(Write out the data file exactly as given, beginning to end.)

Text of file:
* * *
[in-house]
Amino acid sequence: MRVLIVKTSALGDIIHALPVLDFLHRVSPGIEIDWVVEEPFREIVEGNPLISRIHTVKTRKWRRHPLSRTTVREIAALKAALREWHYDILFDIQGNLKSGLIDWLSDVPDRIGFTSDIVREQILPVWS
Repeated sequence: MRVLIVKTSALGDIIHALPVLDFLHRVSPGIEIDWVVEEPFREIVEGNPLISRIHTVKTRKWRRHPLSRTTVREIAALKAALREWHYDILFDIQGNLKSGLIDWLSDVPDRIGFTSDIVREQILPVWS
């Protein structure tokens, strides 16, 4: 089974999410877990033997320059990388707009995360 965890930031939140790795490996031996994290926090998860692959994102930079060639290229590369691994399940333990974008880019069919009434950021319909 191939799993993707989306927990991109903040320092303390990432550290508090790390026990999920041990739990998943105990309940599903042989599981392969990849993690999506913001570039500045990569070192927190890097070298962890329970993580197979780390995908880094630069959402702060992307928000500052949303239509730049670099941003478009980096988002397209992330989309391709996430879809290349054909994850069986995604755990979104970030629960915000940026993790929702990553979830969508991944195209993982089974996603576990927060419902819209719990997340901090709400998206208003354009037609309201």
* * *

[in-house]
Amino acid sequence: MRVLIVKTSALGDIIHALPVLDFLHRVSPGIEIDWVVEEPFREIVEGNPLISRIHTVKTRKWRRHPLSRTTVREIAALKAALREWHYDILFDIQGNLKSGLIDWLSDVPDRIGFTSDIVREQILPVWS
Repeated sequence: MRVLIVKTSALGDIIHALPVLDFLHRVSPGIEIDWVVEEPFREIVEGNPLISRIHTVKTRKWRRHPLSRTTVREIAALKAALREWHYDILFDIQGNLKSGLIDWLSDVPDRIGFTSDIVREQILPVWS
């Protein structure tokens, strides 16, 4: 089974999410877990033997320059990388707009995360 965890930031939140790795490996031996994290926090998860692959994102930079060639290229590369691994399940333990974008880019069919009434950021319909 191939799993993707989306927990991109903040320092303390990432550290508090790390026990999920041990739990998943105990309940599903042989599981392969990849993690999506913001570039500045990569070192927190890097070298962890329970993580197979780390995908880094630069959402702060992307928000500052949303239509730049670099941003478009980096988002397209992330989309391709996430879809290349054909994850069986995604755990979104970030629960915000940026993790929702990553979830969508991944195209993982089974996603576990927060419902819209719990997340901090709400998206208003354009037609309201």